More than 2 million people – about half of them under age 6 – swallow or have contact with a poisonous substance each year, according to the American Academy of Pediatrics.

  • Be prepared in case of an accidental poisoning; start now: Place the number for the nationwide poison control center – 1-800-222-1222 — on or near every land line telephone in your home. In addition, store the number in every cell phone for all household members. Professionals can be reached 24 hours a day, 7 days a week
  • Call the poison control center if you think a child has been poisoned, but is alert and awake. If a person collapses, suffers seizures, has trouble breathing or cannot be roused, call 911 immediately.

Here are some tips to prevent accidental contact with poisonous substances in the home:

  • Store all medicine, cleaning and laundry products (including detergent packets), paints, varnishes and pesticides in their original packaging in locked cabinets or containers. Make sure these products are out of sight and out of reach of young children.
  • Keep all medicines in containers with safety caps and keep out of reach of children.
  • Immediately discard all unused medication. Many communities offer free disposal of medications during “take-back days” in spring and fall. Some pharmacies offer the service year-round.
  • Remember that safety caps are designed to be child resistant, but are not childproof – there is a huge difference between the two.
  • Never refer to medicine as “candy” or another harmless name.
  • Check the label each time you give a child medicine to ensure proper dosage. And don’t use a kitchen spoon to deliver medicine; use a clearly marked medicine spoon or a calibrated dosing syringe. Your doctor or pharmacist can advise you of the appropriate method for the medication prescribed and the age of the child.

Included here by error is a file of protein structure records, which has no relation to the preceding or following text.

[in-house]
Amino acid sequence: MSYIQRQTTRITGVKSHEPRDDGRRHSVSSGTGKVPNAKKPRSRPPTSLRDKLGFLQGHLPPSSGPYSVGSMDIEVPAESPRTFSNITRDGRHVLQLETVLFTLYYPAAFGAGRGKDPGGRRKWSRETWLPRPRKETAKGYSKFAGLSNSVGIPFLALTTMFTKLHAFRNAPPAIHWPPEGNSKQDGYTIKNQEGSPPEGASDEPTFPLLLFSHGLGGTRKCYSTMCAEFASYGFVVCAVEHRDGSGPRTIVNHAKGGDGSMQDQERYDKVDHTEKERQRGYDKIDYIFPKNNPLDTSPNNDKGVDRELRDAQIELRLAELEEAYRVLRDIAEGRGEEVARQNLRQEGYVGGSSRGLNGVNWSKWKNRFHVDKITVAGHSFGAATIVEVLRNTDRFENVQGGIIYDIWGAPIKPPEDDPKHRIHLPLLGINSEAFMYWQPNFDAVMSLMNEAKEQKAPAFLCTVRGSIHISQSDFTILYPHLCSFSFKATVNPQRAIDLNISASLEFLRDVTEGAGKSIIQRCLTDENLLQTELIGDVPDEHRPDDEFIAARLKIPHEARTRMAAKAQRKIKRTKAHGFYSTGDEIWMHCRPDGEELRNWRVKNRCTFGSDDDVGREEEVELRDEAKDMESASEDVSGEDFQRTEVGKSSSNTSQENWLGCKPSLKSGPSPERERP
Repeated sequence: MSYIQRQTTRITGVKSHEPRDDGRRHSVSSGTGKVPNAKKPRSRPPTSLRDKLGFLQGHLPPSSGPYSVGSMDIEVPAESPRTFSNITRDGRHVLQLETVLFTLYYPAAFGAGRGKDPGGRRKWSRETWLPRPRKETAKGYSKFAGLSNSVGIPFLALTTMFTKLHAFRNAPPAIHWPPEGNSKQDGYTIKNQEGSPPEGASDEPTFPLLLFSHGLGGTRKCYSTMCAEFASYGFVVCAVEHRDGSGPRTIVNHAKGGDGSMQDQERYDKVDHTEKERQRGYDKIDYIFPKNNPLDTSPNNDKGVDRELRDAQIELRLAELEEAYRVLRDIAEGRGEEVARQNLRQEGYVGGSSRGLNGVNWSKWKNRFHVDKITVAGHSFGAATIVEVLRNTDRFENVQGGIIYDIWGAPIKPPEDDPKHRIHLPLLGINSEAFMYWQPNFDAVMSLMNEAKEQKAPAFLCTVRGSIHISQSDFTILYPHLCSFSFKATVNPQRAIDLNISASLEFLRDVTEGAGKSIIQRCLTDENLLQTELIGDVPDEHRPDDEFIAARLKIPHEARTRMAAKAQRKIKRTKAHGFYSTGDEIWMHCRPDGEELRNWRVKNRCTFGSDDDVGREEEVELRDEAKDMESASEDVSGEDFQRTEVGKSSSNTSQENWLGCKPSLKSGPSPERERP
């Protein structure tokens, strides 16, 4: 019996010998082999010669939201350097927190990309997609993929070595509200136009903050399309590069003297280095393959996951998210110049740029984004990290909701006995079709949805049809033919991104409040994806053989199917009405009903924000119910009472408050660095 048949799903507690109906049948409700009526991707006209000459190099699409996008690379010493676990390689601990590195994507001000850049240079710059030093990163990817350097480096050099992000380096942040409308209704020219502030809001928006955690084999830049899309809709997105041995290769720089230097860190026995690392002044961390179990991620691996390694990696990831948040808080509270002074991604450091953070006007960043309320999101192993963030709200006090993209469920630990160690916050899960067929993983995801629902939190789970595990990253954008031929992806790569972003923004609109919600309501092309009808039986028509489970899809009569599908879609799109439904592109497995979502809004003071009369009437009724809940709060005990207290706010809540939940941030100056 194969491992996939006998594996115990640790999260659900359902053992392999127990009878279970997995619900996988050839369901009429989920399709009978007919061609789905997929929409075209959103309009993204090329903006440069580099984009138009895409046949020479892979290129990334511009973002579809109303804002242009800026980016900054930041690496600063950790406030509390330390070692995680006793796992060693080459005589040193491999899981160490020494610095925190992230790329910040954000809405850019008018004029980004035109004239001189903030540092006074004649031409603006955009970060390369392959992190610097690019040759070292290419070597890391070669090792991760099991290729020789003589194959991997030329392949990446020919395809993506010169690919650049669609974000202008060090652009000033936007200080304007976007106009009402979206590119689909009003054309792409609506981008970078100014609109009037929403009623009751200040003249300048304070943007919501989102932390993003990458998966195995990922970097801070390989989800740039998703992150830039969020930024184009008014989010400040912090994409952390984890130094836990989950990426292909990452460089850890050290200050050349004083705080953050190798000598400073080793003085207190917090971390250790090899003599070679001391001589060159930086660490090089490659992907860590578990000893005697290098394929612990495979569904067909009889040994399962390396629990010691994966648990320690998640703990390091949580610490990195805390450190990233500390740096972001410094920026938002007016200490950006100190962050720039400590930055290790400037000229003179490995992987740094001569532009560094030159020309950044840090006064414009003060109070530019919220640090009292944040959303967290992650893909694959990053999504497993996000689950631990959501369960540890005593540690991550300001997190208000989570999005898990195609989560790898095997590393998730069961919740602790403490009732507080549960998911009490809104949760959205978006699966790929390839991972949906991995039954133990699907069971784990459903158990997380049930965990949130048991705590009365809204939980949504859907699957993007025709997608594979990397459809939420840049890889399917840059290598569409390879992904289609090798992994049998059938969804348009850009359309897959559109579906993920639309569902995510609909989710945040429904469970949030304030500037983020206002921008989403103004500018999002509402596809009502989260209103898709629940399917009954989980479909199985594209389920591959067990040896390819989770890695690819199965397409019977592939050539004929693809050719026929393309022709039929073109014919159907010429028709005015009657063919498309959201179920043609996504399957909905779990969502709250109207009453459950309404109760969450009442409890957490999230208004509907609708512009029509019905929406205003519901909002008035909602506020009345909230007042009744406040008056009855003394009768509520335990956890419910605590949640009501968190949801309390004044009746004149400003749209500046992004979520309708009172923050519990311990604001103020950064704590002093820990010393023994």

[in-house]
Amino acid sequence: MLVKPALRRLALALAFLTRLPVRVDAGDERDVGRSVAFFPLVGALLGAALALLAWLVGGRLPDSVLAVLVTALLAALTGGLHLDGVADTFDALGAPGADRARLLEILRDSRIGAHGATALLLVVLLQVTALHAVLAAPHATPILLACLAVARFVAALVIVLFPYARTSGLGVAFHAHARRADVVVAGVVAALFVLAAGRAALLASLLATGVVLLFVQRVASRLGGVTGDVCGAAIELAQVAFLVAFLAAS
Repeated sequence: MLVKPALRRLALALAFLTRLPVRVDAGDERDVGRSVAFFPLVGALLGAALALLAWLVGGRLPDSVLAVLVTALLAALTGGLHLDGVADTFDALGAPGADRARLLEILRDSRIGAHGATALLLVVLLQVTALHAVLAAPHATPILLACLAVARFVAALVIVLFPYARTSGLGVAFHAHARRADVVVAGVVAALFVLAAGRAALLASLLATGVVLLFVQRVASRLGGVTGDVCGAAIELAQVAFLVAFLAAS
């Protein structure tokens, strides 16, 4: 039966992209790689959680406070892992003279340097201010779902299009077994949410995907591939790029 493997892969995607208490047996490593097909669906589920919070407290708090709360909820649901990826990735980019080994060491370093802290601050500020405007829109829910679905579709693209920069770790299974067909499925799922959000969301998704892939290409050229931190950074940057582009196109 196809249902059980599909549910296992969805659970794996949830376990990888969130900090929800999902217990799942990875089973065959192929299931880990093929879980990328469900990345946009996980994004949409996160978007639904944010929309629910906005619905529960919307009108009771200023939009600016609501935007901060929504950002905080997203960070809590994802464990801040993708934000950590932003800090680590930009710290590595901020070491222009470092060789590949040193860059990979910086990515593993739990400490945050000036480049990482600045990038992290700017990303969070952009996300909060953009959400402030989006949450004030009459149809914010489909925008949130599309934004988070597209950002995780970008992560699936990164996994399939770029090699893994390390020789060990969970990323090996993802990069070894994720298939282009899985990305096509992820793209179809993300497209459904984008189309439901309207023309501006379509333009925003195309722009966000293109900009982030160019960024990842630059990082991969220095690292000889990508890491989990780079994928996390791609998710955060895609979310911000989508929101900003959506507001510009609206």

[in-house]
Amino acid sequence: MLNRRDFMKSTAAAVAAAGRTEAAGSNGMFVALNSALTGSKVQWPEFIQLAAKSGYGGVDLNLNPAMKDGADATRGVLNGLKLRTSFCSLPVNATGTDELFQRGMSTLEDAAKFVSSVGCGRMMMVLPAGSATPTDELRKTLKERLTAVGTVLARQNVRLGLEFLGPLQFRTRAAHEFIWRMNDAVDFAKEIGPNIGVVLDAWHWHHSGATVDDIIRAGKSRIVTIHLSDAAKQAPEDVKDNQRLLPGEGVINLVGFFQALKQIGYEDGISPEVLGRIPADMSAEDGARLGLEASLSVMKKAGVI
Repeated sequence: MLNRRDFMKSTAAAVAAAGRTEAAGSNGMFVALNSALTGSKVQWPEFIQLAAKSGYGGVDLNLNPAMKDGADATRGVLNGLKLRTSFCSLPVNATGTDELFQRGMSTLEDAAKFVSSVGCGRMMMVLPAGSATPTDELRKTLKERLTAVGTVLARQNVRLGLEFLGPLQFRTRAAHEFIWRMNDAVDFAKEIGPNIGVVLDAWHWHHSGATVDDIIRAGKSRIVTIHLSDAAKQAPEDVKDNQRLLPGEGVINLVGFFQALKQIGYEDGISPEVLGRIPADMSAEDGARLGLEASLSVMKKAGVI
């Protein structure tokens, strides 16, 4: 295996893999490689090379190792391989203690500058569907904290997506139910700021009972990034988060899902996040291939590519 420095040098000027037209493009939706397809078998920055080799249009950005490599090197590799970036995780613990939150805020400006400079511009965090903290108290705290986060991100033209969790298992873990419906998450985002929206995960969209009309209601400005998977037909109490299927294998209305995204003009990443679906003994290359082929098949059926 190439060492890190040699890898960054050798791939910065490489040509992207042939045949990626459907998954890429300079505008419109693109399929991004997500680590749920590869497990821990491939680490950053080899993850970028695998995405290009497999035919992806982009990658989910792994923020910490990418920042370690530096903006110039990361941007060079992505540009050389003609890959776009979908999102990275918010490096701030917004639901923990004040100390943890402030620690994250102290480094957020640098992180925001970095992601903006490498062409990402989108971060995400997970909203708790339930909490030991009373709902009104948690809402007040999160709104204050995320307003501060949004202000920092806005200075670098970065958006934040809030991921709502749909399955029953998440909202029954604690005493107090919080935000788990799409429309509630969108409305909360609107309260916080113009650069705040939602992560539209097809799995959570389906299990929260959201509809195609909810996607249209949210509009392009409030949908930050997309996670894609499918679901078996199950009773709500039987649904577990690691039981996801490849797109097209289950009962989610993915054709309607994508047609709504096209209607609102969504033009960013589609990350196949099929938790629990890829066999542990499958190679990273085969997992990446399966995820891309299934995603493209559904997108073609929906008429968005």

• If you use an e-cigarette, keep the liquid nicotine refills locked up out of children’s reach and only buy refills that use child-resistant packaging. A small amount of liquid nicotine spilled on the skin or swallowed can be fatal to a child.
  • Never place poisonous products in food or drink containers.
  • Keep coal, wood or kerosene stoves in safe working order.
  • Maintain working smoke and carbon monoxide detectors. Check the batteries at least several times a year.
  • Secure devices with small batteries such as hearing aids, remote controls, key fobs, greeting cards and musical children’s books. These types of devices may contain small button-cell batteries that can cause injury if ingested.

Some first aid treatments:

If someone is unconscious, not breathing or having convulsions or seizures due to poison contact or ingestion, call 911 or your local emergency number immediately. If your child has come in contact with poison and has mild or no symptoms, call Poison Help at 1-800-222-1222.

Different types and methods of poisoning require different, immediate treatment; call 911 for immediate assistance:

  • Swallowed poison – Take the item away from the child, and have the child spit out any remaining substance. Do not make your child vomit. Do not use syrup of ipecac.
  • Swallowed battery – If your child has swallowed a button-cell battery, seek treatment in a hospital emergency department immediately. Serious tissue damage can occur in as little as 2 hours.
  • Skin poison – Remove the child’s clothes and rinse the skin with lukewarm water for at least 15 minutes.
  • Eye poison – Flush the child’s eye by holding the eyelid open and pouring a steady stream of room temperature water into the inner corner for 15 minutes.
  • Poisonous fumes – Take the child outside or into fresh air immediately. If the child has stopped breathing, start cardiopulmonary resuscitation (CPR) and do not stop until the child breathes on his or her own or until emergency personnel take over.

More information:

American Association of Poison Control Centers

Centers for Disease Control and Prevention


This loss control information is advisory only. The author assumes no responsibility for management or control of loss control activities. Not all exposures are identified in this article. Neither The Cincinnati Insurance Company nor its affiliates or representatives offer medical advice. Consult with your doctor or pharmacist about your specific situation.